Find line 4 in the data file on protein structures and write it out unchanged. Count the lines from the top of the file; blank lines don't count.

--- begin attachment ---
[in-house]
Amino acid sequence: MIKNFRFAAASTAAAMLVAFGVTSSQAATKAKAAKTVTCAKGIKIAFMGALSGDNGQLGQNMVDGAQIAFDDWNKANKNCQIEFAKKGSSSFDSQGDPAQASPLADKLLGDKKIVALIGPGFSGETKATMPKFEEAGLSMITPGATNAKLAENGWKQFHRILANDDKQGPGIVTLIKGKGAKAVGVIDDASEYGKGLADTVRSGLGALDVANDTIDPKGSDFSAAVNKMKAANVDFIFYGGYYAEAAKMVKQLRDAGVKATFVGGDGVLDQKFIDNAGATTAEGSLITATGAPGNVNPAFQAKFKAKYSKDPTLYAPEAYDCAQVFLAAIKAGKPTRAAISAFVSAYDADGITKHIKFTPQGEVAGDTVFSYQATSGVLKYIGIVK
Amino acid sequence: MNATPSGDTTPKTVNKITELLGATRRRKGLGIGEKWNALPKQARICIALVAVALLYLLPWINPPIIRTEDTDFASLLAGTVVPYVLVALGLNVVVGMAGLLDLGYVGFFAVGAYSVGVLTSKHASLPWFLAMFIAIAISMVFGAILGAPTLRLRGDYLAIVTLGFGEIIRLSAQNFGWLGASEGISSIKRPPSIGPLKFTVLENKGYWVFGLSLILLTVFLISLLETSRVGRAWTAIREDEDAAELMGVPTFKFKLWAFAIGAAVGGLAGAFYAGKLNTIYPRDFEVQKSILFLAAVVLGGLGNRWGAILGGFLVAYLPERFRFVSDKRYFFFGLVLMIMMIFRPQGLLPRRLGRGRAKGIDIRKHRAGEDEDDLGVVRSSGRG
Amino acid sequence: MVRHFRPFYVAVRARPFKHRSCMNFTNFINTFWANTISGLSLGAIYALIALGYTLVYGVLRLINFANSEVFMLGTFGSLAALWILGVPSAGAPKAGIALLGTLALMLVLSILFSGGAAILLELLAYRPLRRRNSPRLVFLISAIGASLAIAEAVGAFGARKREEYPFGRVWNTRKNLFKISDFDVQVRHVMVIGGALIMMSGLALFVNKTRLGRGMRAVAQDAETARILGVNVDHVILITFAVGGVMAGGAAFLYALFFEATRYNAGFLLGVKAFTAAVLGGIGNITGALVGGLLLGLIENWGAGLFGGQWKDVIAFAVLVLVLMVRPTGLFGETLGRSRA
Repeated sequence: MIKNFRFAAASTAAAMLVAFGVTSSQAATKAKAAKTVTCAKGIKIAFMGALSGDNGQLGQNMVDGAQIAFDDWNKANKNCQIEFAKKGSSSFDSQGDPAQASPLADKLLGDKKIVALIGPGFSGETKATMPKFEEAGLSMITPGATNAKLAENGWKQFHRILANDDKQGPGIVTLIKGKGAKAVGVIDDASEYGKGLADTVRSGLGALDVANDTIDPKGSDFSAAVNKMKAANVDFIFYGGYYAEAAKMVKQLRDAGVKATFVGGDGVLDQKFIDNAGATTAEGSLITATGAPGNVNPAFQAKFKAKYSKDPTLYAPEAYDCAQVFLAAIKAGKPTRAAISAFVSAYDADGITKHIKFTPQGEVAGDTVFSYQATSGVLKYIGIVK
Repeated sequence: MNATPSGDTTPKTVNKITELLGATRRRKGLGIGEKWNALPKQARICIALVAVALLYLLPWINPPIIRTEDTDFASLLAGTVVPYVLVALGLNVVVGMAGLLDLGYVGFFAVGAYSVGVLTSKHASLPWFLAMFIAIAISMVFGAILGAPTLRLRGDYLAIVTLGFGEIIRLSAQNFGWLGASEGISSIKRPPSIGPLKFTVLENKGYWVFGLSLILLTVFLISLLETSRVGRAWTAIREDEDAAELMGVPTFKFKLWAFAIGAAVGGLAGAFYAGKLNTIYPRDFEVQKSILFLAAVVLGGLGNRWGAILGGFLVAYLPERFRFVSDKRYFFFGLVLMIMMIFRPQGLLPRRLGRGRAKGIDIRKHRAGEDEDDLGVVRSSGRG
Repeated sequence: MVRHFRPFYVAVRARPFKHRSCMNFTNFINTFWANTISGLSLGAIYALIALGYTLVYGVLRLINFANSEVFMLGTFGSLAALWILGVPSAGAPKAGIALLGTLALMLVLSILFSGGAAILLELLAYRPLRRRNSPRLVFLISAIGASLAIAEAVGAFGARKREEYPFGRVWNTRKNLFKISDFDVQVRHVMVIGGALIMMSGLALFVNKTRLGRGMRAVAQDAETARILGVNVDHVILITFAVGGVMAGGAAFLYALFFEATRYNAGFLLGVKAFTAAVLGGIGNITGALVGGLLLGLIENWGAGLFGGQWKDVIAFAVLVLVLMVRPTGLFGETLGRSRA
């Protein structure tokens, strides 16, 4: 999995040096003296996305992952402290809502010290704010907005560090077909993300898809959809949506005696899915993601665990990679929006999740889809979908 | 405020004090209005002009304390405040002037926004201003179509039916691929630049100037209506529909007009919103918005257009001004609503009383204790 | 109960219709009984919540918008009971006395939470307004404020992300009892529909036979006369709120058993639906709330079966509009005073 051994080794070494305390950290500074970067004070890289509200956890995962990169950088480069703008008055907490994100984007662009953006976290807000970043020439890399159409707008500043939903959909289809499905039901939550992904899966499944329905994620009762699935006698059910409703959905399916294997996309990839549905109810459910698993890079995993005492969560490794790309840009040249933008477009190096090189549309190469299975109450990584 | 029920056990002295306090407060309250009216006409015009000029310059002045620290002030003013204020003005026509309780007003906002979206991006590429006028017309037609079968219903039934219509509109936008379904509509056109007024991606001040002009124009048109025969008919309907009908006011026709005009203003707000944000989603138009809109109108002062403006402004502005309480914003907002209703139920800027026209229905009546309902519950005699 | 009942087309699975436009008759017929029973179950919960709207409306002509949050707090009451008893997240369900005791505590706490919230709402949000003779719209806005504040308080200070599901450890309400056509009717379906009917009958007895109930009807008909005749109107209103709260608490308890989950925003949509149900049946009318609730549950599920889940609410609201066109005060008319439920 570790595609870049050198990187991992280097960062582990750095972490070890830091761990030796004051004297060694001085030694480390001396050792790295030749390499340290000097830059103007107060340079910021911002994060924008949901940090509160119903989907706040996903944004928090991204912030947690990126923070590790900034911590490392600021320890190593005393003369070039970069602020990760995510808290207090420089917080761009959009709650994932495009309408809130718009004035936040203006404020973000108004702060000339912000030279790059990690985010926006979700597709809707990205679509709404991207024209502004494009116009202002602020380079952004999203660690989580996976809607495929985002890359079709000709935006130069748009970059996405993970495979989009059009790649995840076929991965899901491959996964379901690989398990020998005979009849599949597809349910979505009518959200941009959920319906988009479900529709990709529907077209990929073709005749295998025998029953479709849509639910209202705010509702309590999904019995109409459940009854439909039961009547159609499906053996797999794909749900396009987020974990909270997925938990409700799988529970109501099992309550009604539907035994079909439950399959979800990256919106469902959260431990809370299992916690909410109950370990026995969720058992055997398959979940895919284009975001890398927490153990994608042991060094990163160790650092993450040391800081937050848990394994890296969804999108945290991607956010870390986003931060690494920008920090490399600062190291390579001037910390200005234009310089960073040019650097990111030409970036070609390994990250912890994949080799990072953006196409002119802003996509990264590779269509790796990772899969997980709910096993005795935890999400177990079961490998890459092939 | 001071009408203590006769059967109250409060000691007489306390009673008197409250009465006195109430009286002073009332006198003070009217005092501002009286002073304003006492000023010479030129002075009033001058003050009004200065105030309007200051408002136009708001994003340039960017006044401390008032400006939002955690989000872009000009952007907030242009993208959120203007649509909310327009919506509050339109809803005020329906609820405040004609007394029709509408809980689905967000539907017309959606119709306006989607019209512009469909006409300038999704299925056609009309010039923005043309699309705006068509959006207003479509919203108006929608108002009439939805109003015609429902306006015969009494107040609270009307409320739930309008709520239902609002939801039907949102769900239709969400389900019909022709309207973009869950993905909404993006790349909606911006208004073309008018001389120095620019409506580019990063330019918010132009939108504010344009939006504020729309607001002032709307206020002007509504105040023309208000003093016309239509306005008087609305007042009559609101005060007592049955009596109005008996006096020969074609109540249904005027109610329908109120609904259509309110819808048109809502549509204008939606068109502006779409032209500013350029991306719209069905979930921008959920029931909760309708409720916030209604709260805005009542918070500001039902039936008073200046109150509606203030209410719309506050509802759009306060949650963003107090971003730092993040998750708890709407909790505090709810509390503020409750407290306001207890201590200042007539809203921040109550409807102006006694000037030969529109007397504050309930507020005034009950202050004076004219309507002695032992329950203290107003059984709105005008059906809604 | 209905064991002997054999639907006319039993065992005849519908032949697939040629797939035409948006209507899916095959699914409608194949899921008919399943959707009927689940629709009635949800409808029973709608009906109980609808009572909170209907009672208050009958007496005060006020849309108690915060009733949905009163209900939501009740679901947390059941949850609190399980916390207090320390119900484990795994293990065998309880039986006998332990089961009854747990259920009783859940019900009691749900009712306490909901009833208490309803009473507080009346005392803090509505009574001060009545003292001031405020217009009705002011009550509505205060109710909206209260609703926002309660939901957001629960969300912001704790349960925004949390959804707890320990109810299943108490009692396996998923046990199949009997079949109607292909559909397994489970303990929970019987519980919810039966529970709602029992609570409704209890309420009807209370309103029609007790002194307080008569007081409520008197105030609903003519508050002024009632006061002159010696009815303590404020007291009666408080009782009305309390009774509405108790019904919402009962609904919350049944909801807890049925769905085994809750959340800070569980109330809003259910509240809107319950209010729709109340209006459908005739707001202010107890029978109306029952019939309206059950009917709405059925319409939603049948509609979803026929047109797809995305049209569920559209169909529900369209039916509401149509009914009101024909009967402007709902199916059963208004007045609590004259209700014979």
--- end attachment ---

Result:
Amino acid sequence: MVRHFRPFYVAVRARPFKHRSCMNFTNFINTFWANTISGLSLGAIYALIALGYTLVYGVLRLINFANSEVFMLGTFGSLAALWILGVPSAGAPKAGIALLGTLALMLVLSILFSGGAAILLELLAYRPLRRRNSPRLVFLISAIGASLAIAEAVGAFGARKREEYPFGRVWNTRKNLFKISDFDVQVRHVMVIGGALIMMSGLALFVNKTRLGRGMRAVAQDAETARILGVNVDHVILITFAVGGVMAGGAAFLYALFFEATRYNAGFLLGVKAFTAAVLGGIGNITGALVGGLLLGLIENWGAGLFGGQWKDVIAFAVLVLVLMVRPTGLFGETLGRSRA